If you’ve decided to buy a drum set or maybe even already have one, then you’d be familiar with how loud all that drum noise can be. Drums and the best overhead drum mics are not exactly a quiet set up which is both part of what makes them so appealing and part of what makes them so obnoxious to others.
Whether you’re in an apartment complex or a solo house, your drum noise could possibly annoy someone nearby. Whatever your living situation, it’s important to have the right materials and set up for when you play on your drums so you don’t end up with noise complaints.
Luckily, soundproofing your room is quite easy. You can find most of the materials quickly at local stores or online as well as helpful videos for setting them up.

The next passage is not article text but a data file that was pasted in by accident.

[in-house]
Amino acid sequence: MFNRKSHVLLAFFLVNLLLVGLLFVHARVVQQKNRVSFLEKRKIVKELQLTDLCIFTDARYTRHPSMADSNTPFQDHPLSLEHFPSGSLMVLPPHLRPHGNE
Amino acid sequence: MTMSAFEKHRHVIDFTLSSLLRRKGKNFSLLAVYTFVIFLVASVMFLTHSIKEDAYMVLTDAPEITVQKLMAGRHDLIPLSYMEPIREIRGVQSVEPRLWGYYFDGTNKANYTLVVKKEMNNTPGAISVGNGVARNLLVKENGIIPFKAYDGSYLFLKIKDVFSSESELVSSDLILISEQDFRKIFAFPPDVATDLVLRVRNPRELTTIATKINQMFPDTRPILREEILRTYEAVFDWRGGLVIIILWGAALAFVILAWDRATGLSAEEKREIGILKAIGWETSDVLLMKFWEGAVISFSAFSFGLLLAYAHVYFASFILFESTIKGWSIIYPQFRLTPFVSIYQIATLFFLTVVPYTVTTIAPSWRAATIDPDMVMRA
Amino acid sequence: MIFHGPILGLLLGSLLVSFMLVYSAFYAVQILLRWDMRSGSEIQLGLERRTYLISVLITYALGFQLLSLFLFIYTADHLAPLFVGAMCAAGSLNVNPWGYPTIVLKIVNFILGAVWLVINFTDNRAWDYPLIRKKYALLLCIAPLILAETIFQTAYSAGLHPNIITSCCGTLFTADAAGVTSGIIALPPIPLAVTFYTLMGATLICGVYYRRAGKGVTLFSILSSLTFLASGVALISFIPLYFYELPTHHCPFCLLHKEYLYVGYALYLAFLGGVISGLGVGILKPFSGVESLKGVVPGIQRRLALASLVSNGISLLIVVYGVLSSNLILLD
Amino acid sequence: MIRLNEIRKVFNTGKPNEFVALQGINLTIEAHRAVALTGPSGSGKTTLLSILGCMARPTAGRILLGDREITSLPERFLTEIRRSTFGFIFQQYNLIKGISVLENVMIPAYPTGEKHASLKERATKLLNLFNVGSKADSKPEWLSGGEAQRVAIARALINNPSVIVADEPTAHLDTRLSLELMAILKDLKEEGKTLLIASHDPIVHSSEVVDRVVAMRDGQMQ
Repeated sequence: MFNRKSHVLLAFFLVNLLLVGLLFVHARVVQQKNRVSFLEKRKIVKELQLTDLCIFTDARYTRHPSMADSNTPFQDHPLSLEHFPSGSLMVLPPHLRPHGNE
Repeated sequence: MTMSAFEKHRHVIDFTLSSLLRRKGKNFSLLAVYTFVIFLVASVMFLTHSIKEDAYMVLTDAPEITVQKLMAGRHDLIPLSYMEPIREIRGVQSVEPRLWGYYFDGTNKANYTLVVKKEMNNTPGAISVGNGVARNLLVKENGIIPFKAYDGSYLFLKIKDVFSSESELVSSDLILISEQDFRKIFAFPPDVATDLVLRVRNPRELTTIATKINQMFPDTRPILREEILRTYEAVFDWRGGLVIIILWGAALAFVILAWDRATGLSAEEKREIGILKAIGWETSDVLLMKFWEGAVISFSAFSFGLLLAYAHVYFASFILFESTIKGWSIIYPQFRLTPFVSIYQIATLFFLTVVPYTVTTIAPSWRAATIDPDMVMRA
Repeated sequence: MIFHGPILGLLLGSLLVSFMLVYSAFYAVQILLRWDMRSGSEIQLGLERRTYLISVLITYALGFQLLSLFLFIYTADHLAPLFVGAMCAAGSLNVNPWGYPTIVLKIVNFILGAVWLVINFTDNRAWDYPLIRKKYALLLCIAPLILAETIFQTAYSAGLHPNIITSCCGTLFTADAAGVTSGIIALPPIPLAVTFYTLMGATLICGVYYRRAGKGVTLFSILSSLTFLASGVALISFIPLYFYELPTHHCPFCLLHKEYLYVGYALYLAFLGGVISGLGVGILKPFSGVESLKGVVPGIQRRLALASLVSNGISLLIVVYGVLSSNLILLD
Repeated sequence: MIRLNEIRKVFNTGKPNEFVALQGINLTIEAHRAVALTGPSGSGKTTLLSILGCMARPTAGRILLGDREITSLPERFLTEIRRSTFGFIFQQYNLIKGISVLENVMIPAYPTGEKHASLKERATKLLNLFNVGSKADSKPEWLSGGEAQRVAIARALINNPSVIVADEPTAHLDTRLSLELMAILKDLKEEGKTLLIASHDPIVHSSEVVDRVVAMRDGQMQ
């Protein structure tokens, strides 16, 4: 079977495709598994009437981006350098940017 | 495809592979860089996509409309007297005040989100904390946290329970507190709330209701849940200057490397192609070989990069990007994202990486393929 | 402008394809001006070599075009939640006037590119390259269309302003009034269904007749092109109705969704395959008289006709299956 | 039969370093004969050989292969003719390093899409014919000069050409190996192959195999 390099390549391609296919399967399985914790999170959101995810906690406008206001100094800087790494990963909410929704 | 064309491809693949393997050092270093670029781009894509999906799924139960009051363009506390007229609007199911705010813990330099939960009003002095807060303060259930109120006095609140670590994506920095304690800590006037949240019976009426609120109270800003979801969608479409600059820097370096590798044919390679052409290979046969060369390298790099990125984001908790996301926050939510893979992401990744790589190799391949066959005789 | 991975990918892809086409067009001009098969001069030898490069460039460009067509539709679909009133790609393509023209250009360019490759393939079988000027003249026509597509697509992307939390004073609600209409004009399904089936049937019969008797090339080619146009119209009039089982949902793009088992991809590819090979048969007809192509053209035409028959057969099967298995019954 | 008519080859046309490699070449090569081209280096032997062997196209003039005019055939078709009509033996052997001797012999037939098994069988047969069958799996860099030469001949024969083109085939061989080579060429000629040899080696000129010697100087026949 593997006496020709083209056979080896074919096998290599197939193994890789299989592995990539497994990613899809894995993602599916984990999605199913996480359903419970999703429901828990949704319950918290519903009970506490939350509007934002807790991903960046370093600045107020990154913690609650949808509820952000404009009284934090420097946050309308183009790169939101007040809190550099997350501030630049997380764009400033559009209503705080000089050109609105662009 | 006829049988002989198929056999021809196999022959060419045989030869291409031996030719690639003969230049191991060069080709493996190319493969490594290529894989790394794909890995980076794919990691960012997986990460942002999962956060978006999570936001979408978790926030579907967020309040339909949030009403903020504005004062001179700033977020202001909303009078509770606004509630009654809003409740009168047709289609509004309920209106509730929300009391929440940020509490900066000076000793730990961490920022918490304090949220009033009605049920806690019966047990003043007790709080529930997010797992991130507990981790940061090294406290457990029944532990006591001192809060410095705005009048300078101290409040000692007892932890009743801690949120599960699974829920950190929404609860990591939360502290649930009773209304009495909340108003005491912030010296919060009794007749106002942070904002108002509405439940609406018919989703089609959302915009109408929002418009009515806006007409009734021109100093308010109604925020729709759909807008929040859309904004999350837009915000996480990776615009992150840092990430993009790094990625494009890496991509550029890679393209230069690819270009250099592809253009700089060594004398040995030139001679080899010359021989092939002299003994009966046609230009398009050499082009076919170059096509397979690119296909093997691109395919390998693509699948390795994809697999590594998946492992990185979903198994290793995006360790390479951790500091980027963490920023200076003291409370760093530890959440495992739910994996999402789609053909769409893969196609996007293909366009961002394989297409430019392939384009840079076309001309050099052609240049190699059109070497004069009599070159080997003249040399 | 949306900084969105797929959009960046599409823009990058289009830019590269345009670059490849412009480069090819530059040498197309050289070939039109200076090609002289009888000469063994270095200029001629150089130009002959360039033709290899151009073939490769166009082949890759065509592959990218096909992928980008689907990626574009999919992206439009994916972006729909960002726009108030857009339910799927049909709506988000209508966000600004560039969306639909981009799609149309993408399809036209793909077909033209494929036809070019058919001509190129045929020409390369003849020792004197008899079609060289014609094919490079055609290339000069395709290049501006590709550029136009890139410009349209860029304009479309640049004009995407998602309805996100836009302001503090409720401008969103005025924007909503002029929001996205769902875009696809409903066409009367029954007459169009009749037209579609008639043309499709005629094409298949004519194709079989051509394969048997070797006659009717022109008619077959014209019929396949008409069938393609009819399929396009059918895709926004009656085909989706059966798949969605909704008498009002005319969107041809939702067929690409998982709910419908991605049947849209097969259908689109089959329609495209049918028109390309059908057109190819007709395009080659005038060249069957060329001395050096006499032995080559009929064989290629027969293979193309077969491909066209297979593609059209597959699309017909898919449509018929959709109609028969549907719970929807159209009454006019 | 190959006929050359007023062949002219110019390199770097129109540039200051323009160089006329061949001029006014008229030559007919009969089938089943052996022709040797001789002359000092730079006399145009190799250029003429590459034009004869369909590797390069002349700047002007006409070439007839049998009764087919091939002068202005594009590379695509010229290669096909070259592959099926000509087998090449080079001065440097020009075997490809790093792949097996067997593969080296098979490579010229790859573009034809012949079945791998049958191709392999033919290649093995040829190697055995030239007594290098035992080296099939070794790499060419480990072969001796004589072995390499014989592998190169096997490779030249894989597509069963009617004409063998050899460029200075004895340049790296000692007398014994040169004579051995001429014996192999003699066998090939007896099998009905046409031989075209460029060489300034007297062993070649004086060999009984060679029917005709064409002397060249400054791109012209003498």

If you want to completely, 100% soundproof the room, then you may want to call a handyman as that will take much more time and work than necessary. You don’t need a room to be 100% soundproof to be efficient at blocking noise. Not even drums need a completely soundproof room.
Anything from 10% soundproof or higher will drastically reduce the noise. Your new soundproof room will leave your neighbors and housemates much happier.
Before you actually start soundproofing your room for drums, there are a few things you need to know.
How Does Sound Travel?
Understanding something a little bit more can improve your work and the topic of soundproofing is no different. Sound and the way it works can get pretty complicated, so we won’t go fully into that. Instead, this is just to give you a little better idea about how sound moves so that you can more effectively soundproof your room.